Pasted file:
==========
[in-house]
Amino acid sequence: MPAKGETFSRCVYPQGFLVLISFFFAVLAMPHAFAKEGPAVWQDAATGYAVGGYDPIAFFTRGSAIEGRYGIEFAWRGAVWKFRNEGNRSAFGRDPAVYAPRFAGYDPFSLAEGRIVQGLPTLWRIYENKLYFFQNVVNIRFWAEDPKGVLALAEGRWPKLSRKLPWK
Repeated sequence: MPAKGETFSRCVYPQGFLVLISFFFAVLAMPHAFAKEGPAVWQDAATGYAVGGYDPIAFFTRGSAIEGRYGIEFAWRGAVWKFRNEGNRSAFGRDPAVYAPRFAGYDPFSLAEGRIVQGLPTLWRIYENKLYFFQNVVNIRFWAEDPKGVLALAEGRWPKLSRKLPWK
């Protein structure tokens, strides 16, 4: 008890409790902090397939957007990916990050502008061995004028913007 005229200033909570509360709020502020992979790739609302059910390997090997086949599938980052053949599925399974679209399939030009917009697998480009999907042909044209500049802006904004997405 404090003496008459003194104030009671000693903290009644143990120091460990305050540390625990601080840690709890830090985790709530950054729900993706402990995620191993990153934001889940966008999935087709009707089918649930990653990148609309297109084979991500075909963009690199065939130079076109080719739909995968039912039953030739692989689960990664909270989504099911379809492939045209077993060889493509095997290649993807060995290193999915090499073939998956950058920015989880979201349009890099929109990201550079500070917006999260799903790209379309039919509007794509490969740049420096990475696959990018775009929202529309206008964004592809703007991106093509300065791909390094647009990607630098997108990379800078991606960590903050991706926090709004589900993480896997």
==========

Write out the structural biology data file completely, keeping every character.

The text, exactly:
[in-house]
Amino acid sequence: MPAKGETFSRCVYPQGFLVLISFFFAVLAMPHAFAKEGPAVWQDAATGYAVGGYDPIAFFTRGSAIEGRYGIEFAWRGAVWKFRNEGNRSAFGRDPAVYAPRFAGYDPFSLAEGRIVQGLPTLWRIYENKLYFFQNVVNIRFWAEDPKGVLALAEGRWPKLSRKLPWK
Repeated sequence: MPAKGETFSRCVYPQGFLVLISFFFAVLAMPHAFAKEGPAVWQDAATGYAVGGYDPIAFFTRGSAIEGRYGIEFAWRGAVWKFRNEGNRSAFGRDPAVYAPRFAGYDPFSLAEGRIVQGLPTLWRIYENKLYFFQNVVNIRFWAEDPKGVLALAEGRWPKLSRKLPWK
């Protein structure tokens, strides 16, 4: 008890409790902090397939957007990916990050502008061995004028913007 005229200033909570509360709020502020992979790739609302059910390997090997086949599938980052053949599925399974679209399939030009917009697998480009999907042909044209500049802006904004997405 404090003496008459003194104030009671000693903290009644143990120091460990305050540390625990601080840690709890830090985790709530950054729900993706402990995620191993990153934001889940966008999935087709009707089918649930990653990148609309297109084979991500075909963009690199065939130079076109080719739909995968039912039953030739692989689960990664909270989504099911379809492939045209077993060889493509095997290649993807060995290193999915090499073939998956950058920015989880979201349009890099929109990201550079500070917006999260799903790209379309039919509007794509490969740049420096990475696959990018775009929202529309206008964004592809703007991106093509300065791909390094647009990607630098997108990379800078991606960590903050991706926090709004589900993480896997």